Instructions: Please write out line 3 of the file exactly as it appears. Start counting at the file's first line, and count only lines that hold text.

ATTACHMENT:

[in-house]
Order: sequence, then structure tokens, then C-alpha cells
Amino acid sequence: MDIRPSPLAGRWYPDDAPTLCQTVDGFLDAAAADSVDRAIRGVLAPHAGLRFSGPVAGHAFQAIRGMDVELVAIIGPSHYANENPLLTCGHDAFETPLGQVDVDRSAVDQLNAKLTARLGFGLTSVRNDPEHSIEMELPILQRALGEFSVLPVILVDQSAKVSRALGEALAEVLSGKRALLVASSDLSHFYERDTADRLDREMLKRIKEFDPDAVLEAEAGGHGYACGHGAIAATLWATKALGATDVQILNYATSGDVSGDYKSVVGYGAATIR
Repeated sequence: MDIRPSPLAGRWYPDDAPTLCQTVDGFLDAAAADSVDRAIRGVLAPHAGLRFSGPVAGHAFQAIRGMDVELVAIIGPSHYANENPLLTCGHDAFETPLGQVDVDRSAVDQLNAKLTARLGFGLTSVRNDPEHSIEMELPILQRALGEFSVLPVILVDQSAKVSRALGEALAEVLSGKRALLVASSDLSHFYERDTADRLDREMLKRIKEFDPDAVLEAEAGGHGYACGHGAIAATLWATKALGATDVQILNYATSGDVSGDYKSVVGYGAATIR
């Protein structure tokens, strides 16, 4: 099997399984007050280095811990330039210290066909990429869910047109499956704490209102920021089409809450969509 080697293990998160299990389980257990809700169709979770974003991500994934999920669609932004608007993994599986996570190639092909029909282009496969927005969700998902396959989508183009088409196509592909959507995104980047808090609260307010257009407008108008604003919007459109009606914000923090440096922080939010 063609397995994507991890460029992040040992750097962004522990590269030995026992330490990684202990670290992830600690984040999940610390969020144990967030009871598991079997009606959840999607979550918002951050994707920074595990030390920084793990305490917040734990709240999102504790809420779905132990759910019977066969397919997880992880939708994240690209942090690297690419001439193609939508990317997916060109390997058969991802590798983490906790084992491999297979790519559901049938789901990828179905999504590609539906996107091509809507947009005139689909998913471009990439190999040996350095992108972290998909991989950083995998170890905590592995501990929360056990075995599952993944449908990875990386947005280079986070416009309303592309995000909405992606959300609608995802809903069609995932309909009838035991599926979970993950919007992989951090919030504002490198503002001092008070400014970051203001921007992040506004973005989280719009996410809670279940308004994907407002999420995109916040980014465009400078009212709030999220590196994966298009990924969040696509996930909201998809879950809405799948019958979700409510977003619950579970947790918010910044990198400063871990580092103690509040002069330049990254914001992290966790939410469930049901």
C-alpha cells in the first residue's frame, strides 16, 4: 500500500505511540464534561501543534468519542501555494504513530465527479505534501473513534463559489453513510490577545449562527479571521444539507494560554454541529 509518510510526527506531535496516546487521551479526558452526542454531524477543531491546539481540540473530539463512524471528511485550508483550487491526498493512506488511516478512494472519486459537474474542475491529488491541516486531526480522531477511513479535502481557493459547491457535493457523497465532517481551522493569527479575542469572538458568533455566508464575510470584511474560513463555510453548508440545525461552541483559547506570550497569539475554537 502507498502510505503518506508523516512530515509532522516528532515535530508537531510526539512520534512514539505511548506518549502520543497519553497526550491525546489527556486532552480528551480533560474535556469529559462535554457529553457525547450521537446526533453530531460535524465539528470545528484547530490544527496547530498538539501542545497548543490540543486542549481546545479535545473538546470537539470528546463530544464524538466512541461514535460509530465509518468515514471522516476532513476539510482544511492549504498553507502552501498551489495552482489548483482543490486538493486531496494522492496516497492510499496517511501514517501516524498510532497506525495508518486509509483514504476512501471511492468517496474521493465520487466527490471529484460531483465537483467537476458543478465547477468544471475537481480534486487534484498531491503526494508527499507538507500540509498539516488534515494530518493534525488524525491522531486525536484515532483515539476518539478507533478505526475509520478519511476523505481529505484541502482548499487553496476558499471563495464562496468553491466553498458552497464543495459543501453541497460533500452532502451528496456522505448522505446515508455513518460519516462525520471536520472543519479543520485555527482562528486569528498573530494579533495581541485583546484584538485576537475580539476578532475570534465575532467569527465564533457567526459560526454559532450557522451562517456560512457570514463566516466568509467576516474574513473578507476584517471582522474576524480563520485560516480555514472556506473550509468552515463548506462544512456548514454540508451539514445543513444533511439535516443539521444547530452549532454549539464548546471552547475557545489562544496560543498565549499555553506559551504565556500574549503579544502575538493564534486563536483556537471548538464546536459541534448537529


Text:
Amino acid sequence: MDIRPSPLAGRWYPDDAPTLCQTVDGFLDAAAADSVDRAIRGVLAPHAGLRFSGPVAGHAFQAIRGMDVELVAIIGPSHYANENPLLTCGHDAFETPLGQVDVDRSAVDQLNAKLTARLGFGLTSVRNDPEHSIEMELPILQRALGEFSVLPVILVDQSAKVSRALGEALAEVLSGKRALLVASSDLSHFYERDTADRLDREMLKRIKEFDPDAVLEAEAGGHGYACGHGAIAATLWATKALGATDVQILNYATSGDVSGDYKSVVGYGAATIR